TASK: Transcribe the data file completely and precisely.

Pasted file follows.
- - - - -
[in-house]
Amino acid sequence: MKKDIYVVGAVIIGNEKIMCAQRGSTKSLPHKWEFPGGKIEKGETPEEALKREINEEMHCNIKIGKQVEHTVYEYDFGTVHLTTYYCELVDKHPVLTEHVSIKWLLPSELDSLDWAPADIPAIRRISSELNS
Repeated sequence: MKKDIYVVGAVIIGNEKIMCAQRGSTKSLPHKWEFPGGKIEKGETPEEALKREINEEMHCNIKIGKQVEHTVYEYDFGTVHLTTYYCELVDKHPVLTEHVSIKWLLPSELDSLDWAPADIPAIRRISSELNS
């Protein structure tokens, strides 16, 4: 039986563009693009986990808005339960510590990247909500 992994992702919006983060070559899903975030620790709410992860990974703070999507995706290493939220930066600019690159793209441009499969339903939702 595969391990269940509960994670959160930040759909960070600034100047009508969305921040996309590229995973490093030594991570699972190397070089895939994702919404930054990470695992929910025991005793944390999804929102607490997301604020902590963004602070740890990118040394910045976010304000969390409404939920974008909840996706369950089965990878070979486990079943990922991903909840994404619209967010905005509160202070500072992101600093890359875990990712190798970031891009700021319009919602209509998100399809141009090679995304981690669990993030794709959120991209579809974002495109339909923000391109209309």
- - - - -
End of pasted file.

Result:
[in-house]
Amino acid sequence: MKKDIYVVGAVIIGNEKIMCAQRGSTKSLPHKWEFPGGKIEKGETPEEALKREINEEMHCNIKIGKQVEHTVYEYDFGTVHLTTYYCELVDKHPVLTEHVSIKWLLPSELDSLDWAPADIPAIRRISSELNS
Repeated sequence: MKKDIYVVGAVIIGNEKIMCAQRGSTKSLPHKWEFPGGKIEKGETPEEALKREINEEMHCNIKIGKQVEHTVYEYDFGTVHLTTYYCELVDKHPVLTEHVSIKWLLPSELDSLDWAPADIPAIRRISSELNS
């Protein structure tokens, strides 16, 4: 039986563009693009986990808005339960510590990247909500 992994992702919006983060070559899903975030620790709410992860990974703070999507995706290493939220930066600019690159793209441009499969339903939702 595969391990269940509960994670959160930040759909960070600034100047009508969305921040996309590229995973490093030594991570699972190397070089895939994702919404930054990470695992929910025991005793944390999804929102607490997301604020902590963004602070740890990118040394910045976010304000969390409404939920974008909840996706369950089965990878070979486990079943990922991903909840994404619209967010905005509160202070500072992101600093890359875990990712190798970031891009700021319009919602209509998100399809141009090679995304981690669990993030794709959120991209579809974002495109339909923000391109209309």